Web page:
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Consumer demands: Digital assets challenging mainstream banking

Consumer demands: Digital assets challenging mainstream banking 1

By Berivan Demir, Product and Banking Relations Director of Clear Junction

After two years of explosive success for fintechs, the pace of innovation hasn’t slowed down yet. Fintech start-ups raised $32.4B globally in Q1 2022, which is up 27% year on year and is largely driven by venture capitalist investment in cryptocurrency, raising over 7 billion dollars in funding in Q1 alone.

The rise of digital assets, such as bitcoin and ethereum, could mark the next stage in financial evolution. These digital assets have been generating substantial market interest (although the cryptocurrency market is experiencing something of a crisis at present). Native players in the digital assets landscape have enjoyed enormous value creation, while in the traditional enterprise space, firms have taken technologies developed and tested in the digital assets market and adapted it to payments and settlement, record keeping, securitisation and trading.

As adoption accelerates – and digital assets become more mainstream – the scope for growth in profitability and market share for financial institutions in crypto has arguably never been greater – but where has this growth opportunity come from?

Over the past two years, banking customers have changed expectations and demands about what they receive from their financial services providers. Transparency, speed and channel options; there is an abundance of advancements to be made by banking services to keep up with what consumers want. Traditional banking institutions may serve the majority of customers currently, but they suffer from a lack of agility. Technological advancements are frozen by thick bands of red tape, as any new service that banks explore needs to be examined under the lens of compliance.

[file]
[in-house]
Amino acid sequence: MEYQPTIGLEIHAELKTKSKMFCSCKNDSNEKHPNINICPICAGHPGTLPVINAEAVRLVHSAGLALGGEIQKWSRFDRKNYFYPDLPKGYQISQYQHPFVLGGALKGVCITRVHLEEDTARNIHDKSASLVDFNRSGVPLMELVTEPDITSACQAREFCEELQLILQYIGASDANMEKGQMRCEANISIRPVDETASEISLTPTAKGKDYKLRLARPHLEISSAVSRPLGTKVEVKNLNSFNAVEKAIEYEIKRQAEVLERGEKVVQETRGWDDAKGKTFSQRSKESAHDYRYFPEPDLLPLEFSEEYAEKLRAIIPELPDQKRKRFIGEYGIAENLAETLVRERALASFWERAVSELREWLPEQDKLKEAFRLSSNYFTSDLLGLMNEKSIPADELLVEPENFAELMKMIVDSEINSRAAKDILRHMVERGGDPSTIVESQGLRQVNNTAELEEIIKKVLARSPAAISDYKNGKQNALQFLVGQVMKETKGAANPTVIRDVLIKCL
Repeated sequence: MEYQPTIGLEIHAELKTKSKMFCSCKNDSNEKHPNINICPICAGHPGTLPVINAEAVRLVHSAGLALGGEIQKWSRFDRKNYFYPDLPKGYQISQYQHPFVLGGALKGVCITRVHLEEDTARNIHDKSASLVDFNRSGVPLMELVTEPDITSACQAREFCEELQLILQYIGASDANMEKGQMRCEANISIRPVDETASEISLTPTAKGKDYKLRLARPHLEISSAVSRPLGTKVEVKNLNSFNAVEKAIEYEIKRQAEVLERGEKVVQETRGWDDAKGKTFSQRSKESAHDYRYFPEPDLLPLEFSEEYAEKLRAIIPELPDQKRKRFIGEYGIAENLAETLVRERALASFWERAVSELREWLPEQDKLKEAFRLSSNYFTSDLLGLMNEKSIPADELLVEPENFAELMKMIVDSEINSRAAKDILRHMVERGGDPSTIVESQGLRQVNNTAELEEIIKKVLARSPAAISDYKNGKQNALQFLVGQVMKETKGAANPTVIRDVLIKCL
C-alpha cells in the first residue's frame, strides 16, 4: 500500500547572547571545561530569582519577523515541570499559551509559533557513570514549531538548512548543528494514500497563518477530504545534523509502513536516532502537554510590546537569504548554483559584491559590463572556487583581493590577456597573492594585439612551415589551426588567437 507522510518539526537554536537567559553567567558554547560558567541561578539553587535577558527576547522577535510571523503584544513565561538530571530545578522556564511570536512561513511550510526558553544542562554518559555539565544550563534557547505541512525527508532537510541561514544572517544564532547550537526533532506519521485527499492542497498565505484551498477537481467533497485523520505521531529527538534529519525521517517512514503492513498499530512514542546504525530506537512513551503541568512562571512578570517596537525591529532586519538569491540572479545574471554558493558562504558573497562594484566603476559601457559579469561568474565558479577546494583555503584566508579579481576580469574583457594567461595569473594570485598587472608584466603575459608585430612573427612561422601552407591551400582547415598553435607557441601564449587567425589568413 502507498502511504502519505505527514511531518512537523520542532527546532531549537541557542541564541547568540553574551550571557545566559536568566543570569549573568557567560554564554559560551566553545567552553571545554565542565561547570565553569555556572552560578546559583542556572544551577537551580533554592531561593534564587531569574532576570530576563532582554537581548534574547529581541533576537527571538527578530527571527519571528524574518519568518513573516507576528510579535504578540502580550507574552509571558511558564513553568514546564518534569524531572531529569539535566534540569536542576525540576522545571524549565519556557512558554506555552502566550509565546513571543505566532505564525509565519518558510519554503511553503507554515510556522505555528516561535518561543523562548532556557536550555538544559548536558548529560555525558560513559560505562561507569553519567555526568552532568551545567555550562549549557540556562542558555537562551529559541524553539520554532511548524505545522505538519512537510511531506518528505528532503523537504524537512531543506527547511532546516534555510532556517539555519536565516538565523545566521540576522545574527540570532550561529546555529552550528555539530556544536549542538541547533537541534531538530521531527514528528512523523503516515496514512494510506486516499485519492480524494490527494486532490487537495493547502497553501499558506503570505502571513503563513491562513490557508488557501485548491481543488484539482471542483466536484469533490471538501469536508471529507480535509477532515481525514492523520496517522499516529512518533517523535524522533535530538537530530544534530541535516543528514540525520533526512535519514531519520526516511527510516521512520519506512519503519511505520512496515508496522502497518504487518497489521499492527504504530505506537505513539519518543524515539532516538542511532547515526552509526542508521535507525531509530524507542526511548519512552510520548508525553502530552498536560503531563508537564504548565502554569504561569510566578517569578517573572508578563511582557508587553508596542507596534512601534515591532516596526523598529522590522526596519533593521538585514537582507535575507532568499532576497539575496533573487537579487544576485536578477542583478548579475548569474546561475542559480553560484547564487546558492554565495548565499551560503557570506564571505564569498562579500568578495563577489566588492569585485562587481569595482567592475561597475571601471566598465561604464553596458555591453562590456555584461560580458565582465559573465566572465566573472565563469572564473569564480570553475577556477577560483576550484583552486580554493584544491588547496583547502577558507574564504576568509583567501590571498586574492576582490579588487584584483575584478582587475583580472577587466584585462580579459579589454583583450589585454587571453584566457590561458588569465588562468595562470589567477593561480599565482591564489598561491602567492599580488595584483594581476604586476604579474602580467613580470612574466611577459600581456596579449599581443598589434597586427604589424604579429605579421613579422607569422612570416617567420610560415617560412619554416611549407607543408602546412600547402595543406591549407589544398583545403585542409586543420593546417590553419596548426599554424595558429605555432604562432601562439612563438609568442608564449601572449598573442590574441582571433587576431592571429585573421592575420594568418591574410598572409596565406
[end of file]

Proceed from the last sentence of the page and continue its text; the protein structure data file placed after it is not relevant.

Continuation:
Key digital banking trends to navigate

Especially in finance, finding the balance between exploring nascent technology and remaining compliant with intense regulations is difficult. The early adopters of a technology often reap the largest rewards, as it gives them a unique competitive advantage in the market before others capitalise on it. However, new technologies have steep learning curves and take significant time and resources for any company to make use of, no matter how agile they are. As such, understanding and predicting the most influential emerging trends becomes an incredibly important strategy for financial services trying to carve out their niche in a competitive market.

The first major digital banking trend to navigate is the rise of digital payments. The pandemic forced rapid changes across the globe to keep the economy churning. A recent Capgemini report found that by 2025, instant payments and e-money payments will account for more than 25% of global non-cash transactions, up from 14.5% in 2020. The speed, ease and reliability of digital transactions are advantages that the average person is unlikely to give up and will continue to disrupt traditional payment channels like cash.

In parallel, as digital banking continues to grow, so too does the amount of data available for institutions to take advantage of. There are now an uncountable number of endpoints involved in digital payments processing, each with its unique data reported. Open banking, while still not widely appreciated by the average person, is enabling banks and financial services institutions to unlock the potential of the swathes of data generated by each user.